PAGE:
Of course Martin Scorsese was going to top this ranking for me; Hugo I have already named as the best film of 2011, and the screenplay for it I ranked eleventh in those rankings. Considering he’s my favorite director all-time, this was a no-brainer. Also considering he crafted another masterpiece, but this time did so straying far away from his comfort zone, making a film aimed at kids, in 3D no less. But this is also probably the most personal film the legend has ever made, one he did so that his young daughter Francesca could finally see a film of his, one that he did as a beautiful love letter to the art of cinema himself, one that he’s incredibly passionate about and does so much to preserve. A clear #1 for me. All 5 of the Oscar nominees are in my Top 10, but if I ran the Oscars, only two of them, Scorsese and Malick, would have actually gotten a nominated, here’s hoping Scorsese can pull of the win against Hazanavicius.

Hugo

27 Jan

Title: Hugo
Year: 2011
Director: Martin Scorsese
Writer: John Logan, based on the novel by Brian Selznick
Starring: Asa Butterfield, Ben Kingsley, Chloë Grace Moretz, Sacha Baron Cohen, Ray Winstone, Jude Law, Christopher Lee, Helen McCrory, Michael Stuhlbarg, Emily Mortimer, Frances de la Tour, Richard Griffiths
MPAA Rating: PG, mild thematic material, some action/peril and smoking
Runtime: 126 min
IMDb Rating: 8.2
Rotten Tomatoes: 94%
Metacritic: 83

 

It’s taken me forever, I know, but I finally got to see Hugo, two days after it racked up the most Oscar nominations of any film, but now I’ve seen the film and it was seriously worth the wait. People were kind of skeptical when Martin Scorsese announced his next film would be an adaptation of a popular novel aimed mostly at children, and done in 3D at that, one that would carry a PG rating (the first film of his to do so since 1993’s The Age of Innocence), one that would be the director’s first film without his recent muse, Leonardo DiCaprio, since 1999’s Bringing Out the Dead and one that, it would seem, was as far off from the legendary director’s comfort zone as you could imagine. And it’s true, this is unlike anything the man has ever done, prompted by his youngest daughter, Francesca, do finally make a film that she could see and enjoy, and yet, in many ways, this is an incredibly personal film from my favorite director of all-time. It’s also easily the best film of all 2011.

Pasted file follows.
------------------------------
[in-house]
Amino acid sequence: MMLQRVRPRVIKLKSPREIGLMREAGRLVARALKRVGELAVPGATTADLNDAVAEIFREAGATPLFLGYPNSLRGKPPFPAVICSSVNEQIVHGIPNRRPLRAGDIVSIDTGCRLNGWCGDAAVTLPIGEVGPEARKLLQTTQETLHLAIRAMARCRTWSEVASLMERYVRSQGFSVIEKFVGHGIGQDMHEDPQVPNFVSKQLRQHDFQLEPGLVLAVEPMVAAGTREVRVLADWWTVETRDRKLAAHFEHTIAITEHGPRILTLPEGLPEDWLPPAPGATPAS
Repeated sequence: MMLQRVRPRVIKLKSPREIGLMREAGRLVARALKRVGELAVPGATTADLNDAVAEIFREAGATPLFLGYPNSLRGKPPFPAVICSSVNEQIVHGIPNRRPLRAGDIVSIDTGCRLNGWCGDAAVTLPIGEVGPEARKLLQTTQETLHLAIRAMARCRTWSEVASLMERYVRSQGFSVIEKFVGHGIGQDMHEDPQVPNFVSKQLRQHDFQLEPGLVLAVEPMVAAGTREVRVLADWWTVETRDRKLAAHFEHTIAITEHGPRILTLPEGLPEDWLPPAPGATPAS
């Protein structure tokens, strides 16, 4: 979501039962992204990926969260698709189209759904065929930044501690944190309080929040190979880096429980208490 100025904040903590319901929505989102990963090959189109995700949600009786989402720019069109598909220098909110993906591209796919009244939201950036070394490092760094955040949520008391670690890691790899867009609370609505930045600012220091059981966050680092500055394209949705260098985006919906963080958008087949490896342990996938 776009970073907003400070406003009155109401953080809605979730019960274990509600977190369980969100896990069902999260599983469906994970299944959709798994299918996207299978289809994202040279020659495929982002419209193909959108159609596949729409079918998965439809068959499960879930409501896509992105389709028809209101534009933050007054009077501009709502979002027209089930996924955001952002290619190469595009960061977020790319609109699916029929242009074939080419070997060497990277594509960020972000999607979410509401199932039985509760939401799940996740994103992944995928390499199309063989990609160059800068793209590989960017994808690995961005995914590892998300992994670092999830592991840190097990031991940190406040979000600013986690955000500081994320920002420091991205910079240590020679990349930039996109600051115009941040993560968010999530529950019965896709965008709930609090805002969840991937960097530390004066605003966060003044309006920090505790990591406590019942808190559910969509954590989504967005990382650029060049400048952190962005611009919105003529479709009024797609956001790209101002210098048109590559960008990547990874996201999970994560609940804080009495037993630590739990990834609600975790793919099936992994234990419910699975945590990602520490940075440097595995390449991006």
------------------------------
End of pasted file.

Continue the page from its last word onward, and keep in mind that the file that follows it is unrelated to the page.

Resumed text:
I say Hugo is in many ways the most heartfelt and personal Scorsese film ever because it’s just bursting through the seams with the unabashed love for the art of cinema that defines the man. Part of the reason as to why Martin Scorsese is my favorite director ever is not only because he makes the best films one could hope for, which he does, but also because it’s infectious to see how he gets when he starts talking about films from other people, he’s like a little boy speaking about his favorite toy, just super excited, talking a thousand miles an hour; a film-lover first and a film-maker second. This love has always been evident, especially in his founding of The Film Foundation back in 1990, a non-profit organization dedicated to film preservation, something incredibly close to Mr. Scorsese’s heart, but in Hugo he manages to finally make a love letter to the world’s greatest art form, a beautiful and elegant film that has an innocence and heart that beat with his love for cinema, one of the characters here is even the inventor of film himself, Georges Méliès.